It is now known that the AMO exists in coupled atmosphere-ocean models without anthropogenic forcing (i.e. in “control runs”, in the jargon of the modeling community). It is found, for example in a version of the GFDL model at Princeton, and the Max Planck model in Germany. Both have the oscillation of the right period. In the models that participated in IPCC’s Fourth Assessment Report (AR4), no particular attempt was given to initialize the model’s oceans so that the modeled AMO would have the right phase with respect to the observed AMO. Some of the models furthermore have too short a period (~20-30 years) in their multidecadal variability for reasons that are not yet understood.  So when different runs were averaged in an ensemble mean, the AMO-like internal variability is either removed or greatly reduced. In an innovative study, DelSol et al. [2011]  extract the spatial pattern of the dominant internal variability mode in the AR4 models. That pattern (Figure 2, top panel) resembles the observed AMO, with warming centered in the North Atlantic but also spreading to the Pacific and generally over the Northern Hemisphere (Delworth and Mann [2000] ).

Figure 2. Taken from DelSol et al. [2011] .  Top panel: the spatial pattern that maximizes the average predictability time of sea-surface temperature in 14 climate models run with fixed forcing (i.e. “control runs”). Middle panel: the time series of this component in three representative control runs. Bottom panel: time series obtained by projecting the observed data onto the model spatial pattern from the top panel. The red curve in the bottom panel is the annual average AMO index after scaling.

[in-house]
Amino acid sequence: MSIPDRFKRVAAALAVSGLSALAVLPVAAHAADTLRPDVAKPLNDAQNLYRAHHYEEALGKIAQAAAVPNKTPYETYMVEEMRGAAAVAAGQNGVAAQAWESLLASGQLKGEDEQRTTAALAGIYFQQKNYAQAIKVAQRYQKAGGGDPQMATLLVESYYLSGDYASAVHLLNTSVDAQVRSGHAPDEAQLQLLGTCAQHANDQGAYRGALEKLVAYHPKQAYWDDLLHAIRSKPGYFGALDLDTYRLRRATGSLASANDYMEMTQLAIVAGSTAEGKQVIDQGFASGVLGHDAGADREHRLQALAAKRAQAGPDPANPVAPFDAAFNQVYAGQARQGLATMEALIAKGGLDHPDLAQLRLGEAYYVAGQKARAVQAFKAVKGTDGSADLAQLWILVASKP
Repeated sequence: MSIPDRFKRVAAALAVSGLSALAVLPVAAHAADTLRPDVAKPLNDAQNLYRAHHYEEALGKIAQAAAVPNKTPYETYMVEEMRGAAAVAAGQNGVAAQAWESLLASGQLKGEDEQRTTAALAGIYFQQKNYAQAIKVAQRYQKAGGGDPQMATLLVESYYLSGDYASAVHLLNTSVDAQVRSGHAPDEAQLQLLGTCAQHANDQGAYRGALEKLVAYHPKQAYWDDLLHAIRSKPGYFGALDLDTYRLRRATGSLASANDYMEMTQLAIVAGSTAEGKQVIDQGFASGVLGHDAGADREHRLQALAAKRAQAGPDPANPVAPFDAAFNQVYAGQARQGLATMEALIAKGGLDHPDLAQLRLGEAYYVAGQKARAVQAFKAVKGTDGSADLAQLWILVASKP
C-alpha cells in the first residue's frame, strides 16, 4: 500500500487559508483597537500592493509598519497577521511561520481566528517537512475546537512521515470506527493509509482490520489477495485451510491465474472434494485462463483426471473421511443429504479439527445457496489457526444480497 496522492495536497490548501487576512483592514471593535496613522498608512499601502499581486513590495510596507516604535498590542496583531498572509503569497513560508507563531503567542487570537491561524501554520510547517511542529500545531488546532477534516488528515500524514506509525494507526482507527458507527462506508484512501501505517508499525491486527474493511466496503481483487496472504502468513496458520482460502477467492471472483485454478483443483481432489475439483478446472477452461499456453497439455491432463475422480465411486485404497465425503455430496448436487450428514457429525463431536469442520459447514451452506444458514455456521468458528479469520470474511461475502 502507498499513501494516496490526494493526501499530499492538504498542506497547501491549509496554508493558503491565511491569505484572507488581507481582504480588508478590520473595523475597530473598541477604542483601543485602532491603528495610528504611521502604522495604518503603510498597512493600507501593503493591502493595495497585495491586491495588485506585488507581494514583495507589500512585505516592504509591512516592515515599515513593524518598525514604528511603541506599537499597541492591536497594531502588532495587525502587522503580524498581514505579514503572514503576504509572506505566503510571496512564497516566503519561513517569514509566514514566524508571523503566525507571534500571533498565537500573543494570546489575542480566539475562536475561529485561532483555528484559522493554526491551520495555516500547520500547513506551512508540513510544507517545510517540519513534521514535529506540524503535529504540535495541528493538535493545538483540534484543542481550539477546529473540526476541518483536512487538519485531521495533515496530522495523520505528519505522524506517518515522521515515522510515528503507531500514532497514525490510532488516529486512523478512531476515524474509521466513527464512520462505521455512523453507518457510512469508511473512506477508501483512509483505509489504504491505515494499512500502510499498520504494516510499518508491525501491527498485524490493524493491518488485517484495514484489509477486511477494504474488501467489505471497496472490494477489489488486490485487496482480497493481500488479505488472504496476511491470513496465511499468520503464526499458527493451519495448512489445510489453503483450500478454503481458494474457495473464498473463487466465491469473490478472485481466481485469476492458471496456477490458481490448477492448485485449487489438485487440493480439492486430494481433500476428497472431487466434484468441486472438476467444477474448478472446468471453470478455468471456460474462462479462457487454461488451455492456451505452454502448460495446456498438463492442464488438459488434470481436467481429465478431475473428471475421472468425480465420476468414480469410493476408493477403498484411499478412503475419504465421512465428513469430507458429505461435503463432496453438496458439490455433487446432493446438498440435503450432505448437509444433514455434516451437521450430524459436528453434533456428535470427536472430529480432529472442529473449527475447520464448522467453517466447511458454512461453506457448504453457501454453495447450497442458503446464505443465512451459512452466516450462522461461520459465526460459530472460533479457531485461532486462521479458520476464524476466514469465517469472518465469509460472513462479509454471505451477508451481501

When the observed temperature is projected onto this model spatial pattern, the time series (in Figure 2 bottom panel)  varies like the AMO Index (Enfield et al. [2001] ), even though individual models do not necessarily have an oscillation that behaves exactly like the AMO Index (Figure 2, middle  panel).

There is currently an active debate among scientists on whether the observed AMO is anthropogenically forced.  Supporting one side of the debate is the model, HadGEM-ES2, which managed to produce an AMO-like oscillation by forcing it with time-varying anthropogenic aerosols. The HadGEM-ES2 result is the subject of a recent paper by Booth et al. [2012]  in Nature entitled “Aerosols implicated as a prime driver of twentieth-century North Atlantic climate variability”.  The newly incorporated indirect aerosol effects from a time-varying aerosol forcing are apparently responsible for driving the multi-decadal variability in the model ensemble-mean global mean temperature variation. Chiang et al. [2013] pointed out that this model is an outlier among the CMIP5 models. Zhang et al. [2013]  showed evidence that the indirect aerosol effects in HadGEM-ES2 have been overestimated.  More importantly, while this model has succeeded in simulating the time behavior of the global-mean sea surface temperature variation in the 20th century, the patterns of temperature in the subsurface ocean and in other ocean basins are seen to be inconsistent with the observation.  There is a very nice blog by Isaac Held of Princeton, one of the most respected climate scientists, on the AMO debate here.  Held further pointed out the observed correlation between the North Atlantic subpolar temperature and salinity which was not simulated with the forced model:  “The temperature-salinity correlations point towards there being a substantial internal component to the observations.  These Atlantic temperature variations affect the evolution of Northern hemisphere and even global means (e.g., Zhang et al 2007).  So there is danger in overfitting the latter with the forced signal only.”

The AMOC and the AMO